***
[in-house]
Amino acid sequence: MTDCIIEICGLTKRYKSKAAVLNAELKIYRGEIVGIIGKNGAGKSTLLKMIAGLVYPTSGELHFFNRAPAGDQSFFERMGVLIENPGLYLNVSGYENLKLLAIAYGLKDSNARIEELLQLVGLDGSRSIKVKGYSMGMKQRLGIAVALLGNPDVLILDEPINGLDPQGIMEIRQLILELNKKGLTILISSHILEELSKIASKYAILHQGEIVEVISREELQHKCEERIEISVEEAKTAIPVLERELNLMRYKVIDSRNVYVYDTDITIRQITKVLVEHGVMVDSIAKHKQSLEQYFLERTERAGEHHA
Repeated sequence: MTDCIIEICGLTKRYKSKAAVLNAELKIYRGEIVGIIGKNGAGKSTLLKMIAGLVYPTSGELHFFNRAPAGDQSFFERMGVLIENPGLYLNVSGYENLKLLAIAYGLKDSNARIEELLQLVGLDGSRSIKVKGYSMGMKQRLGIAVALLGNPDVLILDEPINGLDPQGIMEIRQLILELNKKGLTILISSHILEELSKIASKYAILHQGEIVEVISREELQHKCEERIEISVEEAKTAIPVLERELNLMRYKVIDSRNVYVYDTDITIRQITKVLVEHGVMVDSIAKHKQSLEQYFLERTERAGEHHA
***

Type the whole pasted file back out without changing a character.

[in-house]
Amino acid sequence: MTDCIIEICGLTKRYKSKAAVLNAELKIYRGEIVGIIGKNGAGKSTLLKMIAGLVYPTSGELHFFNRAPAGDQSFFERMGVLIENPGLYLNVSGYENLKLLAIAYGLKDSNARIEELLQLVGLDGSRSIKVKGYSMGMKQRLGIAVALLGNPDVLILDEPINGLDPQGIMEIRQLILELNKKGLTILISSHILEELSKIASKYAILHQGEIVEVISREELQHKCEERIEISVEEAKTAIPVLERELNLMRYKVIDSRNVYVYDTDITIRQITKVLVEHGVMVDSIAKHKQSLEQYFLERTERAGEHHA
Repeated sequence: MTDCIIEICGLTKRYKSKAAVLNAELKIYRGEIVGIIGKNGAGKSTLLKMIAGLVYPTSGELHFFNRAPAGDQSFFERMGVLIENPGLYLNVSGYENLKLLAIAYGLKDSNARIEELLQLVGLDGSRSIKVKGYSMGMKQRLGIAVALLGNPDVLILDEPINGLDPQGIMEIRQLILELNKKGLTILISSHILEELSKIASKYAILHQGEIVEVISREELQHKCEERIEISVEEAKTAIPVLERELNLMRYKVIDSRNVYVYDTDITIRQITKVLVEHGVMVDSIAKHKQSLEQYFLERTERAGEHHA